fatigue crack propagation

© All Rights Reserved

7 views

fatigue crack propagation

© All Rights Reserved

- MATERIAL TECHNOLOGY
- Cumulative Fatigue Damage and Life Prediction Theories
- Fatigue of Aircraft Structures
- Stress Concentration Roark-ch06
- Failure Types
- Fatigue Corrosion
- PAPERs on Thermal Fatigue
- 3D Fracture Analysis of Cold Lap Weld.pdf
- ASTM G129-00
- Fatigue Analysis in Ansys 14.5
- Fatigue Analysis of Welding Seams in Automotive
- Failre Analysis of an Idler Gear of Diesel Engine Gearbox
- Fatiga flexion rotativa de aisi 1045 acero.pdf
- Simplified Model for Damage in Squat RC Shear Walls
- Topic 2C
- An overview of the fatigue behaviour of plain and fibre.pdf
- 718 Laves Phase - Superalloys_1991_375_388
- Choudhary Thesis
- the Stress Concentration Factor and Stress Intensity Factorc
- Lajtai

You are on page 1of 19

10

Fatigue Crack

Propagation

Assistant Professor

Mechanics - Fundamentals and

Department of Mechanical Engineering

Applications HITEC University, Taxila – Pakistan

Website: https://sites.google.com/view/atta85

1

SIMILITUDE IN FATIGUE

The concept of similitude, when it applies, provides the

theoretical basis for fracture mechanics.

configurations will fail at the same critical K value, provided an

elastic singularity zone exists at the crack tip

characterized by the stress-intensity factor, as discussed next.

2

SIMILITUDE IN FATIGUE

Consider a growing crack

in the presence of a

constant amplitude cyclic

stress intensity.

functional relationship for crack

growth in the following form:

∆K = (Kmax − Kmin)

f1 K , R

da

R = Kmin/Kmax

dN

da/dN = crack growth per cycle

The influence of the plastic zone and plastic wake on crack

growth is implicit in the above Equation, since the size of the

plastic zone depends only on Kmin and Kmax.

3

SIMILITUDE IN FATIGUE

If Kmin and Kmax varies during cyclic loading, the crack growth in a

given cycle may depend on the loading history as well as the

current values of Kmin and Kmax :

f 2 K , R, H

da

dN

prior plastic deformation.

configurations cyclically loaded at the same ∆K and R will not

exhibit the same crack growth rate unless both configurations are

subject to the same prior history.

4

SIMILITUDE IN FATIGUE

Fatigue crack growth analyses become considerably more

complicated when prior loading history is taken into account,

hence the dependence on H is neglected whenever possible.

no longer characterizes the crack-tip conditions in such cases, J

can replace K as:

f 3 J , R

da

dN

small-scale yielding because of the relationship between J and K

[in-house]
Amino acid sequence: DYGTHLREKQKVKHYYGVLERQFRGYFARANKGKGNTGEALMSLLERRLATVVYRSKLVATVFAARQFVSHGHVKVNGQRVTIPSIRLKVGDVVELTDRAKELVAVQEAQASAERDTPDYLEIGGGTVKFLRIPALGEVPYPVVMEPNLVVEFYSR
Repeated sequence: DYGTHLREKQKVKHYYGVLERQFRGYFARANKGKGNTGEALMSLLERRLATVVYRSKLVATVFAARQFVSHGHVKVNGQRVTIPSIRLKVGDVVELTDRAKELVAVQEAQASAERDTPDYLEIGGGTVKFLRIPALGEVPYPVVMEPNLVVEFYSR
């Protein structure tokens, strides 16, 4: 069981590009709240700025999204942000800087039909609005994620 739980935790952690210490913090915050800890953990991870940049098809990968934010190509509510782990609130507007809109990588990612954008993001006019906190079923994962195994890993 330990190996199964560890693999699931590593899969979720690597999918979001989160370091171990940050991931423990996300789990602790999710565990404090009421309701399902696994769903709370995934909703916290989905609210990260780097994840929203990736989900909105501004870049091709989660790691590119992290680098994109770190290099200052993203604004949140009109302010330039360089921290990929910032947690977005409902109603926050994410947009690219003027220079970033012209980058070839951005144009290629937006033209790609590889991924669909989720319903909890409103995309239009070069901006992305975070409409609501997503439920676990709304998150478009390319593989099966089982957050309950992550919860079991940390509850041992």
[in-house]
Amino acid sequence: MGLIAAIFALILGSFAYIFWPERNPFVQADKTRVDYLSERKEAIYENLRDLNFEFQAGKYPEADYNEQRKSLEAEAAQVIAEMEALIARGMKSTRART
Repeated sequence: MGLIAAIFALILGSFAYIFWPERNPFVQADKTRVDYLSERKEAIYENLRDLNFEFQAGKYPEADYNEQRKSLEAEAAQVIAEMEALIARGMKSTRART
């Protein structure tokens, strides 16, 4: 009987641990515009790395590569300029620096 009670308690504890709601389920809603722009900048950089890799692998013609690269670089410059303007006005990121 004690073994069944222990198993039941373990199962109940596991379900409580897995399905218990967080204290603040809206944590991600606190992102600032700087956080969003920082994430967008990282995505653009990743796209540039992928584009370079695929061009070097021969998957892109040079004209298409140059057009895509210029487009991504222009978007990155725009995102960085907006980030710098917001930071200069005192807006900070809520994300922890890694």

under linear elastic conditions. The validity of the above Equation

in the presence of significant plasticity is less clear, however.

5

EMPIRICAL FATIGUE CRACK GROWTH EQUATIONS

figure, which illustrates typical fatigue crack growth behavior in metals.

The curve contains three region, the intermediate region is linear, but

the crack growth rate deviates from the linear trend at high and low ∆K

levels.

At the low end, da/dN

approaches zero at a

threshold ∆K, below which

the crack will not grow.

observed growth rate

increases rapidly at high ∆K

values; either due to Kmax

approaching Kc or due to the

influence of crack tip

plasticity.

6

EMPIRICAL FATIGUE CRACK GROWTH EQUATIONS

law:

da where C and m are material constants

CK m that are determined experimentally.

dN

depends only on ∆K; da/dN is insensitive to the R ratio in Region II.

The power law was apparently discovered by Paris and Erdogan, hence

it is known as Paris law. They proposed an exponent of 4, which was in

line with their experimental data. Subsequent studies over the past

three decades, however, have shown that m can range from 2 to 4 for

most metals in the absence of a corrosive environment.

7

EMPIRICAL FATIGUE CRACK GROWTH EQUATIONS

part of the sigmoidal da/dN and ∆K relationship.

Forman proposed the following relationship for Region II and Region III:

da CK m da CK m 1

OR Kc

dN 1 R K c K dN K max 1

assumes a superposition of fracture and fatigue rather than plastic

zone effects in Region III .

Klesnil and Lukas modified Paris law to account for the threshold:

da

dN

C K m K thm

8

EMPIRICAL FATIGUE CRACK GROWTH EQUATIONS

curve, taking account of both the threshold and Stage III behavior.

three regions was developed at NASA and was first published by

Forman and Mettu, which is:

da

CK m 1 K th p